Seminar on History and Philosophy of Science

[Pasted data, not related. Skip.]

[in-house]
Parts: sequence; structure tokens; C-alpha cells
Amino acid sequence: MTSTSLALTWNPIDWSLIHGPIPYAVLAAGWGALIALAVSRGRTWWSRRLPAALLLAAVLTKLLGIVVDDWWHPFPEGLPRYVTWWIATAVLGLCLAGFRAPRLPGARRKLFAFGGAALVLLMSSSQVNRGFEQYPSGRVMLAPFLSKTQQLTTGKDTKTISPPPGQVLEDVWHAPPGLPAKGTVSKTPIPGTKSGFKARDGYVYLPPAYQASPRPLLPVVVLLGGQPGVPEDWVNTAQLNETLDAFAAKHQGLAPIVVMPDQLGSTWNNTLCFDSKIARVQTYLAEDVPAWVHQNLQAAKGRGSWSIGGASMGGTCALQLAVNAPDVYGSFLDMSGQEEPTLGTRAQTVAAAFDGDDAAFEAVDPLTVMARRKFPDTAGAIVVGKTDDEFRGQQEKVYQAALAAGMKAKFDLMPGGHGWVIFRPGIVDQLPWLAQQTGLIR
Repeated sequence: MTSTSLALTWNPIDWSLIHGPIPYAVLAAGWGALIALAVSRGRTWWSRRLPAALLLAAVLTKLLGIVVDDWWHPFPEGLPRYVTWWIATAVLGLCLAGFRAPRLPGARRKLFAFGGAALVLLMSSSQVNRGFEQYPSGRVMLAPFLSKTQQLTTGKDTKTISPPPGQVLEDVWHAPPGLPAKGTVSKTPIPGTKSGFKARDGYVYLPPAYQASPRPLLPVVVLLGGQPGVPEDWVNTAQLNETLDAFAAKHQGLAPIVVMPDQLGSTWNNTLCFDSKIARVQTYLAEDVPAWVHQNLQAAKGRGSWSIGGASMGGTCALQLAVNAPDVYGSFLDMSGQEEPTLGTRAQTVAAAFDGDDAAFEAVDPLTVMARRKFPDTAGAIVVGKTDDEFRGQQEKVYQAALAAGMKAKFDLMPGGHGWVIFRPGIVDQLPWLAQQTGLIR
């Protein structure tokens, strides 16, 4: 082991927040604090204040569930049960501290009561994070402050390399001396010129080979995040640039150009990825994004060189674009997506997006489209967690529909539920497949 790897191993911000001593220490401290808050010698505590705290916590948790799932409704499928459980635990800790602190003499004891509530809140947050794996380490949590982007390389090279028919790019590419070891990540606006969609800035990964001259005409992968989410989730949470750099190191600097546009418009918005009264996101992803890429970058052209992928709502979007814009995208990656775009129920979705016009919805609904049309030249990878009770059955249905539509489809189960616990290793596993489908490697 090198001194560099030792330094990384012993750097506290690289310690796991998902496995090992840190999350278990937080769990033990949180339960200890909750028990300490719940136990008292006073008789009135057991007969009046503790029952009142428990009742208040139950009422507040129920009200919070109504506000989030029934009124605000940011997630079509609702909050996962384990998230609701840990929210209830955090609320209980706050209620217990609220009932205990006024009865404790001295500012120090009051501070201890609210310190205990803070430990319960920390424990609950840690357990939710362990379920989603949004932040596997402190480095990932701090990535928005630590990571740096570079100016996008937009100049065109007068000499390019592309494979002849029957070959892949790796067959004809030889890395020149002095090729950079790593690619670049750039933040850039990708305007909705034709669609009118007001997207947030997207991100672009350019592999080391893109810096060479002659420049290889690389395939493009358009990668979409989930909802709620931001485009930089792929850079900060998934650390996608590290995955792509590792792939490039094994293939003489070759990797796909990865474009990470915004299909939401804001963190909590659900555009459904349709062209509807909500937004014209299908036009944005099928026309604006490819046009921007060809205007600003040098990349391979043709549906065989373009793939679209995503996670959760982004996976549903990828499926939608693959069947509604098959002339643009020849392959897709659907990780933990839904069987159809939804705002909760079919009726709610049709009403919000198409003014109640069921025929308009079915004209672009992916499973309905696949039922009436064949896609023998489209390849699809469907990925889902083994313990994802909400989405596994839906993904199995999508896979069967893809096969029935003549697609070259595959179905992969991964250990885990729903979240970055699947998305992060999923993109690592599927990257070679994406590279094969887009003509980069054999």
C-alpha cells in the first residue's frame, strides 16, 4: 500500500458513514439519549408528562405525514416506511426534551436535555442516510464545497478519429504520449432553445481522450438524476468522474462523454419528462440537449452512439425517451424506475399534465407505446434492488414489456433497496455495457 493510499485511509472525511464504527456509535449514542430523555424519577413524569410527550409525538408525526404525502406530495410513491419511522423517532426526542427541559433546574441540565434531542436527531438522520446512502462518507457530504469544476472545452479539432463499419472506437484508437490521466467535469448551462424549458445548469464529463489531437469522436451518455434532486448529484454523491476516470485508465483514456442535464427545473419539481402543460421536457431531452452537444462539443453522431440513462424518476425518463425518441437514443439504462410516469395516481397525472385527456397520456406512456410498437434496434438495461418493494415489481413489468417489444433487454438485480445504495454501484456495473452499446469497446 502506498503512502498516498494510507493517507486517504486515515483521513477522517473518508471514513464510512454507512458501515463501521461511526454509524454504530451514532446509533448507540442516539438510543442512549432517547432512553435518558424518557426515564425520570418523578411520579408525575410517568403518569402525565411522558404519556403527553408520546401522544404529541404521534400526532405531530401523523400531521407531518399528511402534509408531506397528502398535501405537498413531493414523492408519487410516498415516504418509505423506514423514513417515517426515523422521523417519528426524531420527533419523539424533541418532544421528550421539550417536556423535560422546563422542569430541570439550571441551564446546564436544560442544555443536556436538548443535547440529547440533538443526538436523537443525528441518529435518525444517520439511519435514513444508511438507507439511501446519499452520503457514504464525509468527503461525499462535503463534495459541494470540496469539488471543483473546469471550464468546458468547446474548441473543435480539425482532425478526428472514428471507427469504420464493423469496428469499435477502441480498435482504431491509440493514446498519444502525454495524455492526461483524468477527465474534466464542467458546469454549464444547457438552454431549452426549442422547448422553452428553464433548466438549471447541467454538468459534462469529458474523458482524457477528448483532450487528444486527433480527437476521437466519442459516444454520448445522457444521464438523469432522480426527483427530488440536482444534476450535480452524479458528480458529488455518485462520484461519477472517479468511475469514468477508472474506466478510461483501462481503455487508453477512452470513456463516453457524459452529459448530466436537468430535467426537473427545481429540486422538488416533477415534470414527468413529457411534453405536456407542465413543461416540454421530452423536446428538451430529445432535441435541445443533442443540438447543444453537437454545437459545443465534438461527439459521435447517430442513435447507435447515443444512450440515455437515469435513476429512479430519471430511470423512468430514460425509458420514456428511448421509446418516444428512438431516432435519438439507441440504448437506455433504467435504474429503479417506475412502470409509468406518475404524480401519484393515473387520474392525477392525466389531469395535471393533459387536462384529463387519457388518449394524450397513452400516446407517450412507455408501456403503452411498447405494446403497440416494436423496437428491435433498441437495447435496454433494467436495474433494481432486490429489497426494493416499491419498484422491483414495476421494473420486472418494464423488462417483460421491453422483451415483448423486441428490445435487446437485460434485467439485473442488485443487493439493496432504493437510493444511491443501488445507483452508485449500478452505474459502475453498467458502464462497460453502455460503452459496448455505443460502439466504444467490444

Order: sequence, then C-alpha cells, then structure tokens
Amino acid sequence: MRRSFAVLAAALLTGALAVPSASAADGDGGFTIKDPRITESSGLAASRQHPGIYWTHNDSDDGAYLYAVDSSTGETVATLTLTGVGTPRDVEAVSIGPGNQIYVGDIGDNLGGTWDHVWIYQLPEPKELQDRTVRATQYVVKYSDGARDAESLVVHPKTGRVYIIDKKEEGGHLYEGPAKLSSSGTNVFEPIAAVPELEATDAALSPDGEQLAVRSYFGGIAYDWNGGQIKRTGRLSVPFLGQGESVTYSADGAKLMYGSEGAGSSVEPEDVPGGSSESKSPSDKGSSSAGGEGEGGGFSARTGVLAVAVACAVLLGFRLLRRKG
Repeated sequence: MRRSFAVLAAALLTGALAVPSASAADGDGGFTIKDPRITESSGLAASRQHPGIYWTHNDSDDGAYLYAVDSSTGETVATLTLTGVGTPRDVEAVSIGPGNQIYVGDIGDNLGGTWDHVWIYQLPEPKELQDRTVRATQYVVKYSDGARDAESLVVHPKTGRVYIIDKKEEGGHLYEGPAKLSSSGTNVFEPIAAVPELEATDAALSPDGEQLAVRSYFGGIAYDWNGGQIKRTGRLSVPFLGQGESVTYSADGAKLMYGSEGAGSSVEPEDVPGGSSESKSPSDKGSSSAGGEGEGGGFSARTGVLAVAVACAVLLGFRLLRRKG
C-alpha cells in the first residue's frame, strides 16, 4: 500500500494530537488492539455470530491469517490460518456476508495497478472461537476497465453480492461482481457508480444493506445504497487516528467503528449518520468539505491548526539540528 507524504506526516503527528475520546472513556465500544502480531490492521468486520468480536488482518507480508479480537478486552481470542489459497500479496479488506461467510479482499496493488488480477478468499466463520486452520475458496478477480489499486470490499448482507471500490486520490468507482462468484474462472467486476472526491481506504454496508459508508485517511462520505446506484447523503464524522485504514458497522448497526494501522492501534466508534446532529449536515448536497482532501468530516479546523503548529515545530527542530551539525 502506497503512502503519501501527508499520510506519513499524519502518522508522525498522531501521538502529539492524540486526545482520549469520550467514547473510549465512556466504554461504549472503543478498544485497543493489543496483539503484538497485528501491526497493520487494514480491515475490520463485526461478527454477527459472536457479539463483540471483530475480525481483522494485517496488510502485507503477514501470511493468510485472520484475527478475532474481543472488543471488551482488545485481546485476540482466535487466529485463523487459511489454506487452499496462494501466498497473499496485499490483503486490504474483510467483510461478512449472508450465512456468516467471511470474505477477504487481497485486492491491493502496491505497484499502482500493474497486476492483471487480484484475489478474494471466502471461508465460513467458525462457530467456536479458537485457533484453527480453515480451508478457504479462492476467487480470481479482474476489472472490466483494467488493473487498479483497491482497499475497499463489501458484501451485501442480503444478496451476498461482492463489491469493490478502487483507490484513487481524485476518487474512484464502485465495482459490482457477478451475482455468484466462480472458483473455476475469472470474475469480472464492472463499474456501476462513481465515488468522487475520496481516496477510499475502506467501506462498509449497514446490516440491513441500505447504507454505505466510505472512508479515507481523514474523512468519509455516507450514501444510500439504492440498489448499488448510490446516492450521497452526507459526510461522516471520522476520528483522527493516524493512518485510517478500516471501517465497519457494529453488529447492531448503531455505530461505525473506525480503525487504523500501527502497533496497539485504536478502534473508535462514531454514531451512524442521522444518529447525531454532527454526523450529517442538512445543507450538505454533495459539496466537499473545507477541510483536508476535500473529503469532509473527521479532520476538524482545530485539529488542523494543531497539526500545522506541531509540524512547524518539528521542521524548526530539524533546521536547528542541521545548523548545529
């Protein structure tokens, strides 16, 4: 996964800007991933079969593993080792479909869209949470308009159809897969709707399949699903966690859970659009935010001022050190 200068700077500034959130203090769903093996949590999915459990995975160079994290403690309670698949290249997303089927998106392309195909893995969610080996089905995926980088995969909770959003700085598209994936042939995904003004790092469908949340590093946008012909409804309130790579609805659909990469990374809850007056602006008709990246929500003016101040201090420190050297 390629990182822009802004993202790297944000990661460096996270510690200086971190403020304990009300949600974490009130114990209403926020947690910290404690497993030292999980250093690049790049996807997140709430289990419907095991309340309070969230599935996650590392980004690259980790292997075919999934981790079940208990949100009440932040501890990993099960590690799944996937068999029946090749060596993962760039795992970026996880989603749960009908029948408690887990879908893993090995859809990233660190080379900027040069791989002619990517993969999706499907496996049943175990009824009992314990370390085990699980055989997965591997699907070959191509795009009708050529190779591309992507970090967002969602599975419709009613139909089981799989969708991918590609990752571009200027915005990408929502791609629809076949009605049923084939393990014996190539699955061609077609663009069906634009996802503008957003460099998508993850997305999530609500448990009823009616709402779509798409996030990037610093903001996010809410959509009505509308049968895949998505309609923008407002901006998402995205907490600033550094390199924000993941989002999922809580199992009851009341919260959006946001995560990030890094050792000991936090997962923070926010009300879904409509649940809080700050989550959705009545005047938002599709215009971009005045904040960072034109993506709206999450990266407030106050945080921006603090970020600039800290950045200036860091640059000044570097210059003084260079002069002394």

Abstract: Imagine that you are a scientific project leader. Following what many scientists have done, you are thinking about "hiring" an (idealized) Bayesian agent---that is, using a computer to simulate one Bayesian agent or another to help you infer from data to one of the competing hypotheses on the table. Setting computational cost aside, which Bayesian agent(s) are the best candidates for you and your project? This is basically the so-called problem of the priors in Bayesian epistemology (although the term 'prior' has not made its appearance). The most familiar solution is called subjective Bayesianism, whose slogan is: "Coherence alone is good enough." But I want to articulate and defend an alternative solution, whose slogan may be formulated as: "Coherence is great but a carefully planned pursuit of truth is no less important." This alternative solution has gradually become influential among Bayesian statisticians, and some of its core ideas have long been standard in the broader scientific community (keyword: 'statistical consistency'). But, ironically, it has remained quite underappreciated, both in science and in philosophy. One main reason, I think, is that it is often confused with a special version of subjective Bayesianism (which appeals to a Bayesian norm called regularity). I defend the "pursuit of truth" solution by doing two things: (i) giving it a clear formulation that it has long deserved, and (ii) replying to various worries. This talk will not, and need not, presuppose background knowledge in statistics---for the defended view actually applies not just to statistical inference but to scientific inference in general.